Seen at Embassy, Wellington, Saturday 6 November 2021.
Continuing with my reviews of films at Whānau Mārama – New Zealand International Film Festival is this dreamy, almost magical realist French film about a housing estate. Now generally I dislike magical realist films, but this one — for all its spacy themes and title — is very much grounded in lived reality. It’s set in a French housing project and while it eschews the gritty realism of, say, La Haine, it still captures a lot of the same anger and despair while hitting a very much dreamier and hopeful tone. And one of its central protagonists is played by Lyna Khoudri, so excellent in Papicha and surely destined to be a big star (I believe she has a small role in Wes Anderson’s latest The French Despatch).
It’s interesting to read the blurb at the top of the festival programme’s entry for this film — which speaks of Yuri (the central character, played by Alséni Bathily) and his dreams of becoming an astronaut and how he and his two buddies band together to save their estate (or banlieue if you will) — and realise how much it both describes and yet does not capture this film. Because it could describe this film (or at least the first 20 minutes or so), but yet it is so much more than this suggests, not just in complexity but in the wonderment and expressivity of its atmospherics. This is a film about social housing and displacement, about the institutionalised classism and racism of the state, about lives unmoored and threatened by almost unseen forces, and yet it’s really about dreaming, about imagination, about being with others and helping one another to be better but without losing sight of all the ever-present threats of the real world. It’s all quite beautiful and reminiscent a bit of Rocks (in its cast and setting) but without feeling constrained by the niceties of social realism. It cuts loose and just floats serenely, knowing it can take that ride with the central character, because crushing reality is always just around the corner. A very persuasive blend of melancholy and mystery that won me over.
Directors Fanny Liatard and Jérémy Trouilh; Writers Liatard, Trouilh and Benjamin Charbit; Cinematographer Victor Seguin; Starring Alséni Bathily, Lyna Khoudri, Jamil McCraven, Finnegan Oldfield; Length 97 minutes.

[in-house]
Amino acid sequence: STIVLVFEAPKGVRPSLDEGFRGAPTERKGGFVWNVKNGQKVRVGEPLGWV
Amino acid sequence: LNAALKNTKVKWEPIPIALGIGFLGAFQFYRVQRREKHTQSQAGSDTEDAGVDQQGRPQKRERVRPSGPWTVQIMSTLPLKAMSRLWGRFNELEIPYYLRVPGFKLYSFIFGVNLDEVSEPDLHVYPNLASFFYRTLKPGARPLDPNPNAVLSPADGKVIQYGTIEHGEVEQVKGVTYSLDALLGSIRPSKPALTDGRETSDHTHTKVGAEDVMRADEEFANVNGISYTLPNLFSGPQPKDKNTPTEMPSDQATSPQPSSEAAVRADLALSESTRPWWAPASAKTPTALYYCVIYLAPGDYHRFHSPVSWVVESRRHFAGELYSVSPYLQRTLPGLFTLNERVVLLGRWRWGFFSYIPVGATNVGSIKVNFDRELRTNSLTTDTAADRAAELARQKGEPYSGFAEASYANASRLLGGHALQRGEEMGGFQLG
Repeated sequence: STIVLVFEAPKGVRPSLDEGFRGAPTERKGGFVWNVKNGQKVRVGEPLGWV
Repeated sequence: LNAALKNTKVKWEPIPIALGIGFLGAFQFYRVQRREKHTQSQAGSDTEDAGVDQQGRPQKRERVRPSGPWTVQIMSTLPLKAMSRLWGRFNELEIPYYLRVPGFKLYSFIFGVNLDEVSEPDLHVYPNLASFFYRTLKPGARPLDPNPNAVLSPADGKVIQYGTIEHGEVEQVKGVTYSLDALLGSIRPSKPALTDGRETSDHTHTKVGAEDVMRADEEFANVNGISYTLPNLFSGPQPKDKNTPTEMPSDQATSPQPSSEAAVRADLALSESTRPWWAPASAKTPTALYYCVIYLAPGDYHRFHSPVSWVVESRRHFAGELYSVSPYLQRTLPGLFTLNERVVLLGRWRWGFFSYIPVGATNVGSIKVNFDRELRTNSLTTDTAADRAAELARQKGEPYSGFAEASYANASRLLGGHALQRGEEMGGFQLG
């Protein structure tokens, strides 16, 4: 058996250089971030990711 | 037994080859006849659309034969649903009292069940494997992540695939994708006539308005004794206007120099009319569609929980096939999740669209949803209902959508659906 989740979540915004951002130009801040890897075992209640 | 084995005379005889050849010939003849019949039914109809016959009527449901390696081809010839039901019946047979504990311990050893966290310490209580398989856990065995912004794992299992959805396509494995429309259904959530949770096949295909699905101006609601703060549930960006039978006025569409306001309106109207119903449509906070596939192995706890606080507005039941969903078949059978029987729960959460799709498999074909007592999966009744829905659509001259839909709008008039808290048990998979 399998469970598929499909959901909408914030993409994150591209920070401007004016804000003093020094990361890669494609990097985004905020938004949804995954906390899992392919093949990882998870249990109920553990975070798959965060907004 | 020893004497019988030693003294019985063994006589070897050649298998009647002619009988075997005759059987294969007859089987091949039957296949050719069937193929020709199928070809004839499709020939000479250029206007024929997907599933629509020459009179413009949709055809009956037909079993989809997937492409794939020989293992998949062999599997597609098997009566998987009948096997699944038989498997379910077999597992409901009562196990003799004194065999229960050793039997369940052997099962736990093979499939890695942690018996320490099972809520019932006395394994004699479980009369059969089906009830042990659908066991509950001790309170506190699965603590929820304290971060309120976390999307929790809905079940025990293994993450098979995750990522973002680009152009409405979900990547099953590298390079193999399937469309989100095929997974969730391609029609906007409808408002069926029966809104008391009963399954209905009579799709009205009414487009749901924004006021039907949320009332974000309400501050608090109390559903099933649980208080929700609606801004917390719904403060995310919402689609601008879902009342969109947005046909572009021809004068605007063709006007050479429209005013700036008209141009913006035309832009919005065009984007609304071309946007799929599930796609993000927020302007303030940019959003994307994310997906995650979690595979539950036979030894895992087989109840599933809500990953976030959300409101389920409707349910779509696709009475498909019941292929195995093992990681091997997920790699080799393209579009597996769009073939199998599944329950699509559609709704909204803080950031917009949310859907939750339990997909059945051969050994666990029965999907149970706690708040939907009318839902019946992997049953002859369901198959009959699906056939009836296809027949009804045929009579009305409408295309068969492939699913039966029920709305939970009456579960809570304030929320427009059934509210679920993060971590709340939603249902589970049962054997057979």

Seen at Penthouse, Wellington, Saturday 6 November 2021.
The first film I saw at Whānau Mārama – New Zealand International Film Festival is probably the most ‘commercial’ of the lot, though it still fits in a lot of darkness to its otherwise gaudily-toned story of… well, of Florida. It’s a setting that’s been done many times before (think Magic Mike for a start), but I can’t deny that there’s an energy to this setting that energises plenty of films, this one no less than any other.
Nobody’s really out there adapting Twitter threads and I can only applaud the ways the filmmakers here find to transfer some of that era-specific energy (Twitter, Facebook and… Tumblr all get a mention, because of course). There are bravura touches (a lot of toilet-focused exposition that’s revealing without being gross), a lot of humour (Cousin Greg!! sorry I mean Nicholas Braun, best known for his role in Succession) and the constant presence of Taylour Paige as Zola, being cool under pressure and rolling her eyes back into her head at Riley Keough’s character Stefani. Keough has played this type before but yet I didn’t recognise her; Stefani feels like a different character and a very specific one. It’s not all jolly laughs — there’s some very credible terror and some nasty men (okay those things are somewhat related) — but it is pulled through by the narrative voice and a sense of self-mythologising that’s ongoing and inherent to the narrative itself.
Director Janicza Bravo; Writers Bravo and Jeremy O. Harris (based on the Rolling Stone article “Zola Tells All: The Real Story Behind the Greatest Stripper Saga Ever Tweeted” by David Kushner and the original tweets by Aziah King); Cinematographer Ari Wegner; Starring Taylour Paige, Riley Keough, Nicholas Braun, Colman Domingo; Length 90 minutes.
Seen at Embassy, Wellington, Friday 5 November 2021.
Just over a year ago, I posted reviews from the 2020 London Film Festival, of which I attended a few online sessions (and which has since returned fully to cinemas this year). However, since 2020 I’ve moved to New Zealand and in November it was the New Zealand International Film Festival, now bilingually rebranded as Whānau Mārama (which loosely translates as “family of light”). Although a COVID-19 outbreak meant that there were restrictions in place (every other seat left empty and very few filmmakers present), it was still great to see these films in person, even if some of the sold out houses seemed eerily quiet.